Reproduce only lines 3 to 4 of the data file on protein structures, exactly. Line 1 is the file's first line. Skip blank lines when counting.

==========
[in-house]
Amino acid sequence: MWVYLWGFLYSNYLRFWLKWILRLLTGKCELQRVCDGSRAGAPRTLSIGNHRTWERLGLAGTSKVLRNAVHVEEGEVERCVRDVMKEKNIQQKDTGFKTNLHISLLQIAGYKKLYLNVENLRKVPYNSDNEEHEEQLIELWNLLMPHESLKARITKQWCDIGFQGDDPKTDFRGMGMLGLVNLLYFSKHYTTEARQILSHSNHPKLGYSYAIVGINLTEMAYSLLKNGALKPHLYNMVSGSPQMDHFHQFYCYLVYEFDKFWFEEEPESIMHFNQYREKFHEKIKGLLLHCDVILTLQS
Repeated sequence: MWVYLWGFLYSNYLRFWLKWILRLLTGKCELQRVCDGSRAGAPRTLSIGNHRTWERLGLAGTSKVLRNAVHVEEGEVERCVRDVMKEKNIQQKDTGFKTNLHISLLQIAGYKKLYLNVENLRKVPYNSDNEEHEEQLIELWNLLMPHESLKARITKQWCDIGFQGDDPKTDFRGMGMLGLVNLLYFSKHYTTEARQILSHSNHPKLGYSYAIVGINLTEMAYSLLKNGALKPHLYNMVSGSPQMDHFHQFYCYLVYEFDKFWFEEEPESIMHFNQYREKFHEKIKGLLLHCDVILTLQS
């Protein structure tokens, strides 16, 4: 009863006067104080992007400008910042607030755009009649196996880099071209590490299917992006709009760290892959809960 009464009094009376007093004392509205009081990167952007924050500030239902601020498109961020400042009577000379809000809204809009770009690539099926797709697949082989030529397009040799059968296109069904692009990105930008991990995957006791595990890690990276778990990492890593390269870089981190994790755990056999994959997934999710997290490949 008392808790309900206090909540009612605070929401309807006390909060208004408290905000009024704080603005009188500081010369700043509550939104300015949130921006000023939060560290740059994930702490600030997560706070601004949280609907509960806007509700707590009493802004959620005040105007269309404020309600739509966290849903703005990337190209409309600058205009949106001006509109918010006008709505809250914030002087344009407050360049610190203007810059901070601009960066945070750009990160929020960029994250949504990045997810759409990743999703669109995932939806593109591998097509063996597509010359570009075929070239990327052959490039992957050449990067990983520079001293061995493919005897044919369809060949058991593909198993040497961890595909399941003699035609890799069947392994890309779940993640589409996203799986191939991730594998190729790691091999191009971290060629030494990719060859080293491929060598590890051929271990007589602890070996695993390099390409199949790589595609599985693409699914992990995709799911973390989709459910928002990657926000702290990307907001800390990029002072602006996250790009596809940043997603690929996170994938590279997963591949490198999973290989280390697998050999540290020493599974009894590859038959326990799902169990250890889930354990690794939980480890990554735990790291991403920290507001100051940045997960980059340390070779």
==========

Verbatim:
Repeated sequence: MWVYLWGFLYSNYLRFWLKWILRLLTGKCELQRVCDGSRAGAPRTLSIGNHRTWERLGLAGTSKVLRNAVHVEEGEVERCVRDVMKEKNIQQKDTGFKTNLHISLLQIAGYKKLYLNVENLRKVPYNSDNEEHEEQLIELWNLLMPHESLKARITKQWCDIGFQGDDPKTDFRGMGMLGLVNLLYFSKHYTTEARQILSHSNHPKLGYSYAIVGINLTEMAYSLLKNGALKPHLYNMVSGSPQMDHFHQFYCYLVYEFDKFWFEEEPESIMHFNQYREKFHEKIKGLLLHCDVILTLQS
């Protein structure tokens, strides 16, 4: 009863006067104080992007400008910042607030755009009649196996880099071209590490299917992006709009760290892959809960 009464009094009376007093004392509205009081990167952007924050500030239902601020498109961020400042009577000379809000809204809009770009690539099926797709697949082989030529397009040799059968296109069904692009990105930008991990995957006791595990890690990276778990990492890593390269870089981190994790755990056999994959997934999710997290490949 008392808790309900206090909540009612605070929401309807006390909060208004408290905000009024704080603005009188500081010369700043509550939104300015949130921006000023939060560290740059994930702490600030997560706070601004949280609907509960806007509700707590009493802004959620005040105007269309404020309600739509966290849903703005990337190209409309600058205009949106001006509109918010006008709505809250914030002087344009407050360049610190203007810059901070601009960066945070750009990160929020960029994250949504990045997810759409990743999703669109995932939806593109591998097509063996597509010359570009075929070239990327052959490039992957050449990067990983520079001293061995493919005897044919369809060949058991593909198993040497961890595909399941003699035609890799069947392994890309779940993640589409996203799986191939991730594998190729790691091999191009971290060629030494990719060859080293491929060598590890051929271990007589602890070996695993390099390409199949790589595609599985693409699914992990995709799911973390989709459910928002990657926000702290990307907001800390990029002072602006996250790009596809940043997603690929996170994938590279997963591949490198999973290989280390697998050999540290020493599974009894590859038959326990799902169990250890889930354990690794939980480890990554735990790291991403920290507001100051940045997960980059340390070779």